If you have a client-side script (e.g client.py) communicating with a server-side script (e.g server.py). Using SSL certificates the identity of the server is automatically verified.

But how do you verify that the code of server.py isn't tampered with? When for example using a VPS you never know if a employee of the hosting provider with bad intentions has edited server.py to intercept data or whatever.

I was thinking of maybe using a hash to validate the code of server.py. Before deploying server.py to the server I'd generate a hash of the file. This hash is placed in client.py. When the client connects, a code in server.py is called:

# pseudo code
def return_hash_of_server_script():
    with open('server.py', 'rb') as f:
        file_content = f.read()
        hash = sha256(file_content)

The client would do something like this:

# pseudo code
def validate_hash_of_server():
    hash_of_serverpy_before_deployment = "e2ioj23njwo"
    hash = retrieve_hash_from_server()

    if hash != hash_of_serverpy_before_deployment:
        return False

    return True

But I think the problem with this is, that someone with access to the VPS could just generate a hash of server.py before he edits it and alter the function return_hash_of_server_script() like this:

# pseudo code
def get_hash_of_server_script():
    # hash generated before altering

Resulting in the client thinking the code of server.py is valid.

So I was thinking about the following:

  • The client has a hex representation of server.py before deployment in a file. We'll name this server_py_hex.
  • There is a hardcoded secret "abc123".
  • There is a RSA-keypair. The server has the private key and the client the public key.
  • The first thing the client does is generating a hash: sha256(server_py_hex + "abc123" + current_date_and_hour).
  • The client sends the hardcoded secret to the server encrypted in RSA with his public key.
  • The server decrypts the request to get the hardcoded secret and returns the hash sha256(content_of_server_py_in_hex + decrypted_secret + current_date_and_hour).

This way a malicious person with access to the VPS can't generate a hash of server.py before tampering it because he doesn't know the secret. And if he is able to intercept the response of a valid hash the server returns to the client and he tries to tamper server.py in returning that hash to fool the client, it'd only work for a hour because the current date and hour is included in the hash.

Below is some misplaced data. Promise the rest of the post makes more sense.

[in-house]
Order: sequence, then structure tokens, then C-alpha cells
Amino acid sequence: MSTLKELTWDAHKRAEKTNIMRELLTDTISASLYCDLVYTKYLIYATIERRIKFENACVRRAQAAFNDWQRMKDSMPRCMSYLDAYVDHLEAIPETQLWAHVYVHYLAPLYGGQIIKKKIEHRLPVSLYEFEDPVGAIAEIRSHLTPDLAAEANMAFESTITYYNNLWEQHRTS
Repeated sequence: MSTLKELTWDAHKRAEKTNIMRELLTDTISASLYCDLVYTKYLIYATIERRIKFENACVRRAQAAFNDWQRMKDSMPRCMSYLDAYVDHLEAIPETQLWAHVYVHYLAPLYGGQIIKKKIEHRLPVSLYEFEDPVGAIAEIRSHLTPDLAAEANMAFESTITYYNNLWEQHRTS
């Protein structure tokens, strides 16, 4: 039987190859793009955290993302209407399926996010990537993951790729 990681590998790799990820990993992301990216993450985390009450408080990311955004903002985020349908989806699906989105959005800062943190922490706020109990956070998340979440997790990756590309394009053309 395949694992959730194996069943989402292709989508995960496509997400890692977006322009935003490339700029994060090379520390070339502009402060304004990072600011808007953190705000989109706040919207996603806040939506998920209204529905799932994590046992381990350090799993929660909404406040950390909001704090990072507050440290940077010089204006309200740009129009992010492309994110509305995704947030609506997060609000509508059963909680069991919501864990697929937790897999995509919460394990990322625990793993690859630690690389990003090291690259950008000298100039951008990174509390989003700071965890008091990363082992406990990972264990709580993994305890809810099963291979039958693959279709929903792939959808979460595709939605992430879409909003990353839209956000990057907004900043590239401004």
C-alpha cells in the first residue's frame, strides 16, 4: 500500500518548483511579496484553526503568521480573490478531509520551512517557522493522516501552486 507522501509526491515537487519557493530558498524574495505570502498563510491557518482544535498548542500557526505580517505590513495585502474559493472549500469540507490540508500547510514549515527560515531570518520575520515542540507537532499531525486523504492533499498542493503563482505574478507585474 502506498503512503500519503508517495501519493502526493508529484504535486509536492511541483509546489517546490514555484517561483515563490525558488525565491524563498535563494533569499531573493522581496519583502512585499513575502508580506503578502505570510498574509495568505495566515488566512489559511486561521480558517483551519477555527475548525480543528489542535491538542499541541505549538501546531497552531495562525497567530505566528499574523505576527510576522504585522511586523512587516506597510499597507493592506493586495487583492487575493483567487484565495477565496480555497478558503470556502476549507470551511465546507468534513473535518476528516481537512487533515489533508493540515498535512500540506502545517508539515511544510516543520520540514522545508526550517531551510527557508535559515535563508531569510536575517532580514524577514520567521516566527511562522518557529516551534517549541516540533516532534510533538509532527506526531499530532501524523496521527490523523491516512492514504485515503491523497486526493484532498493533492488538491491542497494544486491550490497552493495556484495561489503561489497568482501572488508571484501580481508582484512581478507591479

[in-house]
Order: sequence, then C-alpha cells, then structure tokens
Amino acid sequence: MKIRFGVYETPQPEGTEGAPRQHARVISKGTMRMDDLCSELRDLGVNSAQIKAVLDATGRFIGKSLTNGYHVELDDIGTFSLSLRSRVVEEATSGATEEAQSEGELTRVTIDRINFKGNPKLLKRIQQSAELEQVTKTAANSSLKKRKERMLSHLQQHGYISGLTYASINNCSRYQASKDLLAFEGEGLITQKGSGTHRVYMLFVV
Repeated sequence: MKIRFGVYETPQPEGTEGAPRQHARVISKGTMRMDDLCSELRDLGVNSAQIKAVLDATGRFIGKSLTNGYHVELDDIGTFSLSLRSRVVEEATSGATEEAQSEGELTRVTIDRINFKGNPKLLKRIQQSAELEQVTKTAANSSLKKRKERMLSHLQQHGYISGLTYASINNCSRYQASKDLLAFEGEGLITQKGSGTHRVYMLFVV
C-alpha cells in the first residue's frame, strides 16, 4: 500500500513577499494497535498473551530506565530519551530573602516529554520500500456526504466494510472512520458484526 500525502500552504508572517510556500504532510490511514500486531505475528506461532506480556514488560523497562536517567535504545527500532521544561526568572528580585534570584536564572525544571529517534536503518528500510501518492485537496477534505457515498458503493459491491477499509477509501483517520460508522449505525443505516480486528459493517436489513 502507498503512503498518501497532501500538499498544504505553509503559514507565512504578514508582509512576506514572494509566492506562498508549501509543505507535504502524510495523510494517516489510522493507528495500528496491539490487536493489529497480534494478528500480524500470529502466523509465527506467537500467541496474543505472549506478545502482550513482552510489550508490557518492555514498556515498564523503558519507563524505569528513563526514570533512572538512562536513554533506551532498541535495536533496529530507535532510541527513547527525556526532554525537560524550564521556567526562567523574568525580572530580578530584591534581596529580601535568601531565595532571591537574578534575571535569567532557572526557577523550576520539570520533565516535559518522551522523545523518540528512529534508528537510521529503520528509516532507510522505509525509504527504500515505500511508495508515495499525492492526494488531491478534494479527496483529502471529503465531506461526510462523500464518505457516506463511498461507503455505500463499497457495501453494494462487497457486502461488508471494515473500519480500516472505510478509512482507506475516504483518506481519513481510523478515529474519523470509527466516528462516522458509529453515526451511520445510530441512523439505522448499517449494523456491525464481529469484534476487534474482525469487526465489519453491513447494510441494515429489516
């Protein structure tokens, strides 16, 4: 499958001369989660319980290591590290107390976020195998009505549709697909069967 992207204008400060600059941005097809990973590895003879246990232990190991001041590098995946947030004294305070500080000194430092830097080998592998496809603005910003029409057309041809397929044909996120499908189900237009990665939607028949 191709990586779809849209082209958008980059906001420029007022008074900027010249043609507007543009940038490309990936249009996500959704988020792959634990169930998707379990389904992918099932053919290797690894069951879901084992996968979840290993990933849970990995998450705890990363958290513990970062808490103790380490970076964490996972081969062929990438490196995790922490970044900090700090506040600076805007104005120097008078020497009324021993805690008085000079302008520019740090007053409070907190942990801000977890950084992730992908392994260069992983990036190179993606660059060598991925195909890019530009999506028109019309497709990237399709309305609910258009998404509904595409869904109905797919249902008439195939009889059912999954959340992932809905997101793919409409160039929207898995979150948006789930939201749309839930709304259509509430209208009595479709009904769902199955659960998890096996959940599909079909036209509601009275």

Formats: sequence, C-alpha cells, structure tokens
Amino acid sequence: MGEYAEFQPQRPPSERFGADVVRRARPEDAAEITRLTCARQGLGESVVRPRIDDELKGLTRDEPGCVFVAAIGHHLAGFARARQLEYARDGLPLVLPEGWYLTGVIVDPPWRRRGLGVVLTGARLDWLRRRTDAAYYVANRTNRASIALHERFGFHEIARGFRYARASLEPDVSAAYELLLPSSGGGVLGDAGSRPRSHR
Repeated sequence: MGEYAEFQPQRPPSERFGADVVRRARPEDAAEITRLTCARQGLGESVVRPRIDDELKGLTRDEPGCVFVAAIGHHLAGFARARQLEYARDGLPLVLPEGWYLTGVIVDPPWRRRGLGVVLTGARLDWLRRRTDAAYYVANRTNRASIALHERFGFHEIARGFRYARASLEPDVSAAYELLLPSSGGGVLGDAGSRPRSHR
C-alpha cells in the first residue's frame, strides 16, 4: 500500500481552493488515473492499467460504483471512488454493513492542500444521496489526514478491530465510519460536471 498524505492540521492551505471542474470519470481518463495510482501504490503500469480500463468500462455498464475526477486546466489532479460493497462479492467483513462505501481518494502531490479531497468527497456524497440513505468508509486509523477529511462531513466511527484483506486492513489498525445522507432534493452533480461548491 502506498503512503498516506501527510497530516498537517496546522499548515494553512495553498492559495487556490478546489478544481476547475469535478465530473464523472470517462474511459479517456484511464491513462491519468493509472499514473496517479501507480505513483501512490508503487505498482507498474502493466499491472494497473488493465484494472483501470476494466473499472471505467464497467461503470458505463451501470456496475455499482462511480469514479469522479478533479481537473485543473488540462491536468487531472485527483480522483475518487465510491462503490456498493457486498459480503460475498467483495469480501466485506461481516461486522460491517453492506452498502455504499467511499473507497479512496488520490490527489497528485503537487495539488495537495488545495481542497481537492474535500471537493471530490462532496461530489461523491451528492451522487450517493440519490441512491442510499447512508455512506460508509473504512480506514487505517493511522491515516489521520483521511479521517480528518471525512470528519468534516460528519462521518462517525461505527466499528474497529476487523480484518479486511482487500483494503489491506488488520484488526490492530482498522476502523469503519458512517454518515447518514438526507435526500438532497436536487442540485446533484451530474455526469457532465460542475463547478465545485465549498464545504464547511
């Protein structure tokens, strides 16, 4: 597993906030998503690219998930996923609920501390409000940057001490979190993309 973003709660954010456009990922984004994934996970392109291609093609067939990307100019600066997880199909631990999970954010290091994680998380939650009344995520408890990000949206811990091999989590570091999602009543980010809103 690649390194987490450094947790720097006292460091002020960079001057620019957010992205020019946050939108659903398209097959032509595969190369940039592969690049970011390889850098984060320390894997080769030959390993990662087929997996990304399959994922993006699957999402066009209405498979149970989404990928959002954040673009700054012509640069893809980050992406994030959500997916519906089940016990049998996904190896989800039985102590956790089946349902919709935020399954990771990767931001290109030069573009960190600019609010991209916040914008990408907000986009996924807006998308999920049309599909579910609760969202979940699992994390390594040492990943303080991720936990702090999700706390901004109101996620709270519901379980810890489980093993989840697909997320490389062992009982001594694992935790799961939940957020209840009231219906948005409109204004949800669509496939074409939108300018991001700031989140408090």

Is this a solid implementation to validate code authenticity? Of course on the condition that client.py is only distributed to a limited set of trusted users, and is not publicly accessible for download.

I bet that someone has came up with an a lot better and smarter way to tackle this issue. What is the official way to verify the code on a server?

  • Verifying the contents of server.py doesn't really mean anything if it's executing on an untrusted system - there are dozens of ways that an attacker to manipulate it without modifying the script itself. So I think you need to go back to the drawing board and rethink the whole approach.
    – Gh0stFish
    Dec 10, 2023 at 13:52

1 Answer 1


This approach assumes that the attacker has changed the original server.py without making a copy first. But if the attacker has made a copy it is easy to correctly answer the challenge from the client - just use the original and not the compromised version to compute the response.

In general, it is impossible to check the integrity solely from within a potentially compromised system. You would need instead some trusted instance which provides information about the system, i.e. something not affected by the compromise.

Also, even if you have managed to somehow verify the integrity of the script it still does not mean that it works as intended. The attacker might have modified configuration files used by the script, the python interpreter itself, the operating system ... - all affect at the end what the script does.

So you need more than validating the integrity of the script - you need to verify the integrity of the whole system at least as far as it affects what the script does. What you ask for is proper Remote attestation which is part of Trusted Computing. It's far from trivial.

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